Newspaper article The Canadian Press

Canada Plans to End 68-Year Snub of UN Workers' Rights Convention

Newspaper article The Canadian Press

Canada Plans to End 68-Year Snub of UN Workers' Rights Convention

Article excerpt

Canada to end 68-year snub of labour treaty

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OTTAWA - After 68 years of resistance, Canada is changing its mind and plans to ratify an international treaty that affirms the labour rights of workers -- a move that sets it apart from its NAFTA partners in the U.S. and Mexico.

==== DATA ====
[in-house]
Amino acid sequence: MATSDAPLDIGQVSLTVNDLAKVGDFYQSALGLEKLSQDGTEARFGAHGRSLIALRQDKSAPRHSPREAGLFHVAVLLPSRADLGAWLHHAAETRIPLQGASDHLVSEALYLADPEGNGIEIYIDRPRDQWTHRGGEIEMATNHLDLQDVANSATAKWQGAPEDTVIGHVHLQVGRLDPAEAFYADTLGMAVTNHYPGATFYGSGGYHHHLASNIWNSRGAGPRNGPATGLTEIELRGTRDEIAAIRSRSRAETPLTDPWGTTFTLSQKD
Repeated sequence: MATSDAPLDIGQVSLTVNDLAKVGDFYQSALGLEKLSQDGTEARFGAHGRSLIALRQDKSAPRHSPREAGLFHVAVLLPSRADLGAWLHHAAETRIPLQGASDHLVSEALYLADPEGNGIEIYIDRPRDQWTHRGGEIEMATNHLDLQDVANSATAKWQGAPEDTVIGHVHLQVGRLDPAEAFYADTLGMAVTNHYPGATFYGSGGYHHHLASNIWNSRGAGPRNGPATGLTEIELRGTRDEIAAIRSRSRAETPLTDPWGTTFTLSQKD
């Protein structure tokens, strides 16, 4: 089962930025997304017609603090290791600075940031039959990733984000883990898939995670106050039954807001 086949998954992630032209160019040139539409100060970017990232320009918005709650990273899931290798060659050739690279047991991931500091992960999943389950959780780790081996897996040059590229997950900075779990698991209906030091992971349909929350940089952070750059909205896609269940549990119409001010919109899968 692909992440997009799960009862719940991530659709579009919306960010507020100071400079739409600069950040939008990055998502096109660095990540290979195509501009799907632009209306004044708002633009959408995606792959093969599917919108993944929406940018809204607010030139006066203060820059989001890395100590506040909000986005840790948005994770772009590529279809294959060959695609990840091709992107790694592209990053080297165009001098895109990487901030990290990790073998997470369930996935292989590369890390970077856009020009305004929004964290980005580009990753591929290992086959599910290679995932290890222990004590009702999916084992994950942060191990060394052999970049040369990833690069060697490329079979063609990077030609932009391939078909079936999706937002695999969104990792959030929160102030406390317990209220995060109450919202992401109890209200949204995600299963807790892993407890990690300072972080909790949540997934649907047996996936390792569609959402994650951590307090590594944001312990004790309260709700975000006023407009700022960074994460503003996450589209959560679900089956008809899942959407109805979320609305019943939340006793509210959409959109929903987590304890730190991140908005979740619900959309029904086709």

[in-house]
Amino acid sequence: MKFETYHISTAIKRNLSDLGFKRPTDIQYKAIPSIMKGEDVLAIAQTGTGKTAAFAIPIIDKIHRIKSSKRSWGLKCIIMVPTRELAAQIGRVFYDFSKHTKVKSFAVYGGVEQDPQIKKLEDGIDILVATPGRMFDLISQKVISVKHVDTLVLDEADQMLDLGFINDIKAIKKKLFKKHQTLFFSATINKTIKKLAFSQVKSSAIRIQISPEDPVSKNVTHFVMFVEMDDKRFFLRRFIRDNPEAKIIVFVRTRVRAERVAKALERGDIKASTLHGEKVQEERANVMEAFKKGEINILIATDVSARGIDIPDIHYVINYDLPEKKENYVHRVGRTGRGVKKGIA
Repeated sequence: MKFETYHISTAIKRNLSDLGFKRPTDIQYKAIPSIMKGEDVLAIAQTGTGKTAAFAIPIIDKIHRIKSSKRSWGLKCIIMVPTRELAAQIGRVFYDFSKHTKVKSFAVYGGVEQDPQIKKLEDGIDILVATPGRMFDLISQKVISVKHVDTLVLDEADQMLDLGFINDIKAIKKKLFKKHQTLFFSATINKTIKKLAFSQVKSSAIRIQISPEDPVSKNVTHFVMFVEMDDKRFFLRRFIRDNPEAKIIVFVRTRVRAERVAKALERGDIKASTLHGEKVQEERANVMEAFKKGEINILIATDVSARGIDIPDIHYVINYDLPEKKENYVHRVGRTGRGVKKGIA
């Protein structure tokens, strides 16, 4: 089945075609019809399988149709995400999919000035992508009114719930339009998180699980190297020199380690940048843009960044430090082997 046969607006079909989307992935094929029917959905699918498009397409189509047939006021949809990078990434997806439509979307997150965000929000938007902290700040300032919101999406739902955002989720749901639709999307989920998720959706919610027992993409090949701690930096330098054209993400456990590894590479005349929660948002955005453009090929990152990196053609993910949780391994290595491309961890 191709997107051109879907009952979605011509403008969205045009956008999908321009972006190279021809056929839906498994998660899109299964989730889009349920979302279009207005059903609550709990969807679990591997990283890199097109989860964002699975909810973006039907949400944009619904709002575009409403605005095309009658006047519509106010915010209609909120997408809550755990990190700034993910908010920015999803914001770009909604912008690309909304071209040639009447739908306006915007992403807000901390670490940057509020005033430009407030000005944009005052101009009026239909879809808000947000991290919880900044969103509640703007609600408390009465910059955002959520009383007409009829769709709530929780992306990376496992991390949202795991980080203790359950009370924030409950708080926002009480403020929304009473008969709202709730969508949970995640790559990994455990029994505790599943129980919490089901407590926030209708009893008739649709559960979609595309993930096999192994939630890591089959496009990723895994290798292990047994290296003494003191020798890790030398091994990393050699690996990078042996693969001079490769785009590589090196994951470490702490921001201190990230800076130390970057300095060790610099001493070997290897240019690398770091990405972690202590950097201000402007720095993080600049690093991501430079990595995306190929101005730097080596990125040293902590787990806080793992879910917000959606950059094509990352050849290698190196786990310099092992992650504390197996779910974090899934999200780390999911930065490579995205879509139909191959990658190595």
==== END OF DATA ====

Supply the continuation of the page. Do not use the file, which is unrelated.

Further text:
The Liberals say Canada's decision to accede to a key International Labour Organization convention -- known as Convention No. 98 -- shows its support of the right of workers to organize.

But Canada had been one of about two dozen countries, including the United States and Mexico, that have resisted joining the treaty since the early years of the founding of the United Nations.

The government has previously said the Charter of Rights and Freedoms was a good enough vehicle to ensure the protection of the freedom of assembly and association.

However a briefing note prepared for the government in 2015 argued that the time had come to join the 1949 convention.

The memo, prepared by the Privy Council Office, says joining the treaty would enable Canada to better work towards protecting workers' rights around the world. …

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